it's hard to conclude at this point that Clark's showing in the poll reflects anything more than the combination of his novelty as a candidate and widespread dissatisfaction with the incumbent. And, as the Perot experience taught us, when it comes to "media-created" candidates, it's really only the latter that tends to be lasting. *
"I appreciate people's opinions, but I'm more interested in news.... And the best way to get the news is from objective sources, and the most objective sources I have are people on my staff who tell me what's happening in the world."
--George W. Bush, in an interview with Fox News, September 22, 2003
America's intelligence community used outdated, "circumstantial" and "fragmentary" information with "too many uncertainties" to conclude that Iraq had weapons of mass destruction and ties to al-Qaida, according to the intelligence committee of the US House of Representatives
[S]enior members of the committee concluded that [the intelligence community] had to rely on past assessments, dating to when UN inspectors left Iraq in 1998, and on "some new 'piecemeal' intelligence", both of which "were not challenged as a routine matter" [..]
"The absence of proof that chemical and biological weapons and their related development programs had been destroyed was considered proof that they continued to exist. [..]"
[..] Regarding Iraq's alleged ties to al-Qaida, the letter argues that the agencies had a "low threshold" or "no threshold" on using the information they gathered. "As a result, intelligence reports that might have been screened out by a more rigorous vetting process made their way to the analysts' desks, providing ample room for vagary to intrude".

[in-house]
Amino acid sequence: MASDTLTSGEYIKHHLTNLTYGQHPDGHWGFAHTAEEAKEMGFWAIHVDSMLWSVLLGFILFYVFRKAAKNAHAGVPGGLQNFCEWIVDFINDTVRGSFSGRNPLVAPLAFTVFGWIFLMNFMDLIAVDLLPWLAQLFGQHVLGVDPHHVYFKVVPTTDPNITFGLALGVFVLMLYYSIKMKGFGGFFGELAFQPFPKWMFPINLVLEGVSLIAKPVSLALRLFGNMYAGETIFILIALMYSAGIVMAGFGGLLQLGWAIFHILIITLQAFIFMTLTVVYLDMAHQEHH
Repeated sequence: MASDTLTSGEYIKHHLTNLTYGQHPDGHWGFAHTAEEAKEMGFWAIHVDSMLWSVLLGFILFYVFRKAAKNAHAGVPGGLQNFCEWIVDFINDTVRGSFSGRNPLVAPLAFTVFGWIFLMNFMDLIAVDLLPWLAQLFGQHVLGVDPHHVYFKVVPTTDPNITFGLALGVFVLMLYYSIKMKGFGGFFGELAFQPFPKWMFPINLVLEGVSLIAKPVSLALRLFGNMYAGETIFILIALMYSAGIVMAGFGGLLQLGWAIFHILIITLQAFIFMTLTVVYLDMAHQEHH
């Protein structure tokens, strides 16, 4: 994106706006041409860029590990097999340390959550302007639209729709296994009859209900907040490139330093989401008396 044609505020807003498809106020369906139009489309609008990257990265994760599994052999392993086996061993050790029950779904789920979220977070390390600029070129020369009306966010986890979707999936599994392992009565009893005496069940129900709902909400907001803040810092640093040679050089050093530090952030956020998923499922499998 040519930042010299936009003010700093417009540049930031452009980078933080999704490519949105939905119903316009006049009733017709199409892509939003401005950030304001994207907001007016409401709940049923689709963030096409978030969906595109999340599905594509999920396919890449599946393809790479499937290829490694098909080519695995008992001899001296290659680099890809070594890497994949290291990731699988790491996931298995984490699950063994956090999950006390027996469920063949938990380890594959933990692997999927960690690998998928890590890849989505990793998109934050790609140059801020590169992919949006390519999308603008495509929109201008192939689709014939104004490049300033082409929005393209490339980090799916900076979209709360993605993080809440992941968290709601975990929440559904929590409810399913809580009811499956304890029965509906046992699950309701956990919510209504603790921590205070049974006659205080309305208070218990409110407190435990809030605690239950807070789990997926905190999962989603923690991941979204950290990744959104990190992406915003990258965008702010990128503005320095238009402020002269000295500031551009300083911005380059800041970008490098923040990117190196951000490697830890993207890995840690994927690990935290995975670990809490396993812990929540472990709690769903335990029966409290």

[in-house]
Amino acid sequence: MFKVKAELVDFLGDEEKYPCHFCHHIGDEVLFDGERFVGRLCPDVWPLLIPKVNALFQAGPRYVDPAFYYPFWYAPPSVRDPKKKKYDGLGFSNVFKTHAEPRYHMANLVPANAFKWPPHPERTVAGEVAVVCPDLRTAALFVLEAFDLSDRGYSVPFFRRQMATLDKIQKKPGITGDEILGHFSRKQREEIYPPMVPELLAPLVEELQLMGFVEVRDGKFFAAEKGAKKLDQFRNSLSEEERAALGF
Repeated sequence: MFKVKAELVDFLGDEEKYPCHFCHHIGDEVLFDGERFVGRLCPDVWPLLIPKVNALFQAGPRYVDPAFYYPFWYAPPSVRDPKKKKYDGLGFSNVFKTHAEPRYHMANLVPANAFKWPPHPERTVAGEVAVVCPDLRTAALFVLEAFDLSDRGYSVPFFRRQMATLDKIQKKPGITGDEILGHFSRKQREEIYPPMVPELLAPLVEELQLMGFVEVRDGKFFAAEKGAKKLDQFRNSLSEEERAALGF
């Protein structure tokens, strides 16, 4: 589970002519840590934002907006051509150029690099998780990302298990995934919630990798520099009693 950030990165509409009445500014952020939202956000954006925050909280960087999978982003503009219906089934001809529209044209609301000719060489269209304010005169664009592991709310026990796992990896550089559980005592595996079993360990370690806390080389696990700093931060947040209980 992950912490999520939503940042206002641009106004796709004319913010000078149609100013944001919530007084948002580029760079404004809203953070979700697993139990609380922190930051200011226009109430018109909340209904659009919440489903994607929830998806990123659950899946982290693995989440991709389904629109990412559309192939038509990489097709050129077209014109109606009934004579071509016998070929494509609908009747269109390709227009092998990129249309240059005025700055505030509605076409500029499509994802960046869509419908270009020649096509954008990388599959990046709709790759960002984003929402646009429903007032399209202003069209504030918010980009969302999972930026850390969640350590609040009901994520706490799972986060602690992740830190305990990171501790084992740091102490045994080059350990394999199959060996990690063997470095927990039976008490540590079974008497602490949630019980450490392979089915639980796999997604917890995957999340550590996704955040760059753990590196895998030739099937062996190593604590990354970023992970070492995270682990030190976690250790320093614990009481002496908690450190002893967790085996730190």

After the leader's entourage had passed, the delegates were left to talk to each other. This is no easy task. One experienced delegate talked me through the ideal technique for mingling. Apparently, only two topics of conversation are appropriate on first acquaintance - the weather and the quality of the Blackpool hotels. After spending a couple of minutes discussing each subject, you should move on and meet someone new.
It worked brilliantly. I'd explain, time and again, that the shower cubicle in my B&B contains a vase full of silk flowers and each time, on the conclusion of my story, I'd receive a faux guffaw. Everyone seemed familiar with my technique and was happy to play along. But then I realised the horror of it all: the room was full of Tories complaining about their hotels - no wonder they call us the nasty party.
In the Ukraine Andrej dealt in food stuffs and industrial appliances and made a good living for himself and his family with that. [..] When the mafia discovered his prosperity, Andrej started being extorted. He was beaten up repeatedly, and his right eye was damaged at one of those times. When Andrej couldnt bear the pressure anymore, he left with wife and children to the Netherlands. They travelled on a Spanish tourist visum because that can be relatively easily obtained for Ukrainians.
Andrej had had depressive complaints in the Ukraine, but in Leeuwarden he really went crazy. He wanted to attack people, started to smear the walls with excrements, started screaming in the middle of the night. He was interned in a psychiatric institution. [..] His wife and their little son were replaced to a different asylum-seekers centre.
In November 2002 the family Donorov lost its legal appeals. Jurist Theo Wijngaard of the Foundation for Legal Aid Asylum Issues [..] had always emphasized to the IND that the psychological state of his client made it impossible to deport him, but the Raad van State [rejected his claim].
The Donorovs would be deported on 19 August. About two months before that, Wijngaard received a letter from Andrej's psychiatrist saying that the imminent departure to Spain contributed to Andrej's suicidal tendencies. On the basis of this letter Wijngaard asked the IND to renege on the deportation. The IND refused, at which Wijngaard went to court. On August 12 he was told by phone that the IND was "inclined" to wait with deporting Donorov until the case would be brought before court.